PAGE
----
With the cuts identified you can start to plan your hunt.
I like this area above. The reason is that there’s a lot going on and plenty of opportunity for the grouse to shift into dense cover. That means there is a better chance for survival of the young of the year. So let’s break this down:
Prime cuts (bright red) 2009/32.04 means the cut was harvested in 2009 and the cut is just over 32 acres.
On this map there are five areas that contain prime habitat, three cuts that are 2009, one cut that is 2007 and one cut that is 2010. That indicates there are a lot of options for the birds to shift around and start to build up a potential population. But it also shows that they are near each other which means there is less travel.
Then there are a few aspen cuts that are older. Each of these cuts typically have a shrub understory as well as a few conifers in the mix.
Areas where the grouse will get out of the weather and try to escape into thick cover include:
C = Cedar means an escape area into lowland conifer and an area to get out of the weather.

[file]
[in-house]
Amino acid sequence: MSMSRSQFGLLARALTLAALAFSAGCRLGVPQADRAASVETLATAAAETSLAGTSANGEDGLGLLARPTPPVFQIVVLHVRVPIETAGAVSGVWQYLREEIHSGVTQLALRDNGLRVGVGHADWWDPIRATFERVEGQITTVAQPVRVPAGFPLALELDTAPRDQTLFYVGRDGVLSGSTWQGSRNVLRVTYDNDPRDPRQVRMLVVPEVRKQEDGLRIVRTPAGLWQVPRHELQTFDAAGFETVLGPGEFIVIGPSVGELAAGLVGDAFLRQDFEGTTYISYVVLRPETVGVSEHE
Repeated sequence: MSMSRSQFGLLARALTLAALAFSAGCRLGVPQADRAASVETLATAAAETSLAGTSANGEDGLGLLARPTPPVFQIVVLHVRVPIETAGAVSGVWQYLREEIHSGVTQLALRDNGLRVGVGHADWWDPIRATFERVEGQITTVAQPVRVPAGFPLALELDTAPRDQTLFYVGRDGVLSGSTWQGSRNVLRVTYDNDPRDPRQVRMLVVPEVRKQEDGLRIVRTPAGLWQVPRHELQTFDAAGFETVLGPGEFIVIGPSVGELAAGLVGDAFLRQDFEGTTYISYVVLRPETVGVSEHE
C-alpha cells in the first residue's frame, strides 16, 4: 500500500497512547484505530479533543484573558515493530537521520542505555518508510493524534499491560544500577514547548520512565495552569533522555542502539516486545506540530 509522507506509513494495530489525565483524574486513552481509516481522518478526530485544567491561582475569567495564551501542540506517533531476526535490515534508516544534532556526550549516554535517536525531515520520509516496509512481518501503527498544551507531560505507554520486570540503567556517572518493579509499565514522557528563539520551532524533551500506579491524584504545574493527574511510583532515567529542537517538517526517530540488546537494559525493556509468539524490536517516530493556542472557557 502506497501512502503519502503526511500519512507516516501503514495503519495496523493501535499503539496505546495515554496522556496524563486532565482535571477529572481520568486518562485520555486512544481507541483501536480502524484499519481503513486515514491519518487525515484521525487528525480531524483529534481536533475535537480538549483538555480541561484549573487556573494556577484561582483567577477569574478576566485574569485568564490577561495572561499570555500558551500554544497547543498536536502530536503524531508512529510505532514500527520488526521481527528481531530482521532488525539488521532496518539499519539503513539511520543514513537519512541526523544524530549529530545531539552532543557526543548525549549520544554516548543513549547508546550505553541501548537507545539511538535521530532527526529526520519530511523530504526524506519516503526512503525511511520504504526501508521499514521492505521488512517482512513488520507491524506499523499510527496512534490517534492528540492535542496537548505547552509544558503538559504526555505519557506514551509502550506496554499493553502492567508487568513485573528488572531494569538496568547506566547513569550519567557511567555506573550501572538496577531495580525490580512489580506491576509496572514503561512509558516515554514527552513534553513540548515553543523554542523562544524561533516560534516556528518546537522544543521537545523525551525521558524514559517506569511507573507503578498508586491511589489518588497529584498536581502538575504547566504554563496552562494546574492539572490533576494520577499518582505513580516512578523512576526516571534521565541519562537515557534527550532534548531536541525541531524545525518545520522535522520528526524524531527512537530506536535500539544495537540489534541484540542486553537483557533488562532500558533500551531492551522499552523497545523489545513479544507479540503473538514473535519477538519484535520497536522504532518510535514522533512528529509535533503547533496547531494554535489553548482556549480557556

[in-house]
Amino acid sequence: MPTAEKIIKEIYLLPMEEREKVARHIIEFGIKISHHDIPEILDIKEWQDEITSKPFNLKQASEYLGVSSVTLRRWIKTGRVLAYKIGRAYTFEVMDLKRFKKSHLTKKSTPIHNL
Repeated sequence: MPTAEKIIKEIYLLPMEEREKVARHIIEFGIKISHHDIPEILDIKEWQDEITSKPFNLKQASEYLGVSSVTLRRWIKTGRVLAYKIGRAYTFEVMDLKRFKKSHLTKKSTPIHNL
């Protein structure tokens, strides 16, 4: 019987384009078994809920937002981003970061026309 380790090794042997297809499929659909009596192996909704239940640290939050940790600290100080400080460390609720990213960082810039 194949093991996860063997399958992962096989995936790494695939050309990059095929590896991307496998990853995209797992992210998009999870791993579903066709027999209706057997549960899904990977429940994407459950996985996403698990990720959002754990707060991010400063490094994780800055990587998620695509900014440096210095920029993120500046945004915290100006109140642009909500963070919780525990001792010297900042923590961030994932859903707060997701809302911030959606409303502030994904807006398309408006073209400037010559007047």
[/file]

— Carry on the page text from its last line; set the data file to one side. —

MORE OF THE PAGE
Sb = Black Spruce are areas that birds will escape into thick lowland conifer and get out of the weather.
Ta = Tag Alder a lowland shrub that is very thick and birds like to escape to. This shrub has leaves and does not offer a good place to go when the weather is bad.
The conifer is close to each cut and the tag alder literally wraps around some of the cuts. All of this is great for a grouse to up its chances for survival.
For a bit higher ground, we have the following:
Fb_A_Bp = Balsam fir _Aspen _ Paper Birch. This is mixed conifer and hardwood cover; it sometimes will have hazel understory as a shrub component.
A = Aspen
Scout-N-Hunt® gives you a way to research new areas and, in most states, it is statewide coverage. No guessing where the public lands are located or the boundaries—all of this is easily identified on the map. No legend is needed; just tap on the shape and a white panel will appear at the bottom of the screen and you can pull the tab up and identify the habitat.
Ann M Jandernoa
Northwind Enterprises, LLC email@example.com